If you are familiar with greyhounds, it is probably because you know they are lightning fast at the racetrack. Tall, lean and muscular, these hounds are built for speed. It will probably surprise you then, to learn that this swift breed’s nickname is the “45 mile-per-hour couch potato.” Yes, that’s right, this animal is probably happiest curled up on your couch for 20 hours of the day. Is there anything else about the greyhound you didn’t know?
Due to depictions and tracings of lean, smooth-coated dogs, the breed’s origin is romantically connected to Ancient Egypt. Other studies show the greyhound is closely related to herding dogs from Europe. Greyhounds are easily recognizable by their thin, long bodies and heads. They usually grow to be 28-30 inches tall, typically weighing between 60-80 pounds. The name itself is slightly misleading, as their markings are often black, white, grey, fawn, brindle, or any combination of these colors.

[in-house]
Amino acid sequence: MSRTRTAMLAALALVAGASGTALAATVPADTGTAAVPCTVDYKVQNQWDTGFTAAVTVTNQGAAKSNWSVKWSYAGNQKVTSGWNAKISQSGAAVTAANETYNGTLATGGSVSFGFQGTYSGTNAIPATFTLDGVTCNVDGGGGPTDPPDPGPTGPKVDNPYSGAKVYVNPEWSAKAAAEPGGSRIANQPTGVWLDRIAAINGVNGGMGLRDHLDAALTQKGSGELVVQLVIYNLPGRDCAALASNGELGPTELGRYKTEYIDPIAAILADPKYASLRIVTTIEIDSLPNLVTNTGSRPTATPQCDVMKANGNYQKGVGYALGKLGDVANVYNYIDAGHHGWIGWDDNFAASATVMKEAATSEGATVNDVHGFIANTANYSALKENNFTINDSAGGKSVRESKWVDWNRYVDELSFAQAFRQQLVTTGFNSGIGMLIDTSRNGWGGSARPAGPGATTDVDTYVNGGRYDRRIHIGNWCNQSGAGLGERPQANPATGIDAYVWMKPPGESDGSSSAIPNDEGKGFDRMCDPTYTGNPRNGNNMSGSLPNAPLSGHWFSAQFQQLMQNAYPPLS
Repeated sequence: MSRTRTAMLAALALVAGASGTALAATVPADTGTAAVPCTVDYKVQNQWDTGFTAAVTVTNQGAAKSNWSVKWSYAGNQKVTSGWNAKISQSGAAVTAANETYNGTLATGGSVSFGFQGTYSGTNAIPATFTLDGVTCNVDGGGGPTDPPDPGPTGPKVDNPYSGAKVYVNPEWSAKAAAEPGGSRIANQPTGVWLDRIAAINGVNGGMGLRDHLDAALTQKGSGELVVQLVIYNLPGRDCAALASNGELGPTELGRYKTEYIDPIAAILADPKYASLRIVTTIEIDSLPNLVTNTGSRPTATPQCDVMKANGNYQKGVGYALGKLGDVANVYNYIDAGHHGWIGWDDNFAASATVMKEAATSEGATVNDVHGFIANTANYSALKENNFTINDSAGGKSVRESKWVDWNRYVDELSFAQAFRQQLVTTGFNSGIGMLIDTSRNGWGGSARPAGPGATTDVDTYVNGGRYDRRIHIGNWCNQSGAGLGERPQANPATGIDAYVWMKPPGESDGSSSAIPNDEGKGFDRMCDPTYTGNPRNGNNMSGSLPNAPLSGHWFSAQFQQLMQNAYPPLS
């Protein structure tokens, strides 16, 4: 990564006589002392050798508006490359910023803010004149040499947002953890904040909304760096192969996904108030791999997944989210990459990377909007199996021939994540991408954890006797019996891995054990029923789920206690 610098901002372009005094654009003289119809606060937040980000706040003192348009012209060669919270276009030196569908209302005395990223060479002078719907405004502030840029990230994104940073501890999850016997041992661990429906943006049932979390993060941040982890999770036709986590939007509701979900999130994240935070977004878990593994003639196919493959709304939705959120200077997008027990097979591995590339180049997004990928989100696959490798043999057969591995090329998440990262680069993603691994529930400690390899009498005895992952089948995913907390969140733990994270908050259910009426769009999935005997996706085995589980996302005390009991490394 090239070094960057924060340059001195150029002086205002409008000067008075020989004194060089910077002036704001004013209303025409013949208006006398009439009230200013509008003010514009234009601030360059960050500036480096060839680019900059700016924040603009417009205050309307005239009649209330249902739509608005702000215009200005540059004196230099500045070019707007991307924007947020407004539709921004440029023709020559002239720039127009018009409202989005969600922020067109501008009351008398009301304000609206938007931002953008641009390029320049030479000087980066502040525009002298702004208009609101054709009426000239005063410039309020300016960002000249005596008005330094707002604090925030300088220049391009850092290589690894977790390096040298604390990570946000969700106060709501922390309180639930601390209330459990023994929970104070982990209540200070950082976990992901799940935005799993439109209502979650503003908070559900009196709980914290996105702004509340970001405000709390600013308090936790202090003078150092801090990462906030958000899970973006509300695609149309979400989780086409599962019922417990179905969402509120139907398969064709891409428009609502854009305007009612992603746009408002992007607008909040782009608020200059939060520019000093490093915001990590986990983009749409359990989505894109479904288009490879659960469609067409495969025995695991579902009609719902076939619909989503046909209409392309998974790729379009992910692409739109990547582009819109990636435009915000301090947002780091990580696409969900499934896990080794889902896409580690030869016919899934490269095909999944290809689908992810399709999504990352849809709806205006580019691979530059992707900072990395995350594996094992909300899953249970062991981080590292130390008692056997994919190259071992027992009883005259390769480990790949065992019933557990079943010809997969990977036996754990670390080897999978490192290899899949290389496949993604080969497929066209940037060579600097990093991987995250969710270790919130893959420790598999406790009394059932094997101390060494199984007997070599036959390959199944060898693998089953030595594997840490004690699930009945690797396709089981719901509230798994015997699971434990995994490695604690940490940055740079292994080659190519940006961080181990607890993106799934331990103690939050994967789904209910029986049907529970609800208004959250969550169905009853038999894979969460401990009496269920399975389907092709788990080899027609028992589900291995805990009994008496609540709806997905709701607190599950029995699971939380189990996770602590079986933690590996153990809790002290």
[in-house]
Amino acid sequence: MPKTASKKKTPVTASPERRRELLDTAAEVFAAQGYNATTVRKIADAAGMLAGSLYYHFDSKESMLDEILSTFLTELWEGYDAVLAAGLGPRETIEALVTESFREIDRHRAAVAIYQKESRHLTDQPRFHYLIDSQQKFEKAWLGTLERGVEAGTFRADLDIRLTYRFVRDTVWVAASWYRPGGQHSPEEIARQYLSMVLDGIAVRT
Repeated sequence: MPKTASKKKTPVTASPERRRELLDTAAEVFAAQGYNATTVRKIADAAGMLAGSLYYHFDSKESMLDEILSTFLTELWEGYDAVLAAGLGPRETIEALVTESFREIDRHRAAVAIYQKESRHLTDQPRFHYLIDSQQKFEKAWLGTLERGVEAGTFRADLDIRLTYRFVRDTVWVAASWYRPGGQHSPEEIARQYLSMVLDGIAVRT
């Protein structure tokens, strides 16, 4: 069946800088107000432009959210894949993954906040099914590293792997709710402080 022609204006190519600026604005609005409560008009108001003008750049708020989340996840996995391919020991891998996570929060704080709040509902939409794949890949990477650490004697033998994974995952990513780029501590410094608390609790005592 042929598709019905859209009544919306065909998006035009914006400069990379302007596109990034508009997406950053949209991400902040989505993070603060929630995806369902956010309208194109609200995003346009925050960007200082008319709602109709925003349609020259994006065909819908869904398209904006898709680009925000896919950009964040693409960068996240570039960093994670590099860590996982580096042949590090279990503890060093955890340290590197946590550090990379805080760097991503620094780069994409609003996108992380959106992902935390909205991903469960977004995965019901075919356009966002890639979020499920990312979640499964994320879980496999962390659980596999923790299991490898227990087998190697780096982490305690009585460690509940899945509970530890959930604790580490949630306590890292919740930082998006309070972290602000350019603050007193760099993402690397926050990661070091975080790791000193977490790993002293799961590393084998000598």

Though greyhounds are popularized by their affiliation with the racetrack, greyhounds must find a place to call home once they retire (usually between the ages of 2-4). Organizations all over the world actively place retired racers with people seeking great pets. Greyhound owners will be quick to testify to their loyal, sensitive nature. Here are just a few more reasons why greyhounds make fantastic pets.
- They are lazy. While they love to get out and run when the opportunity arises, most of their time is spent lounging around the house.
- They are very easy to crate train.
- They do well in families with children.
- They will accept their role as pack dog and not insist (through bad behavior) on being the alpha dog.
- They are not aggressive.
- They have short, soft hair which requires no grooming and little maintenance.
- They do very well in smaller spaces (e.g. apartments) as well as larger homes.
In addition to all of the above, the greyhound is a fine choice for coursing and show competitions. The versatility a greyhound provides comes as a surprise to most. Those that are well aware of this breed have a response to the rest: If it’s not a greyhound, it’s just a dog.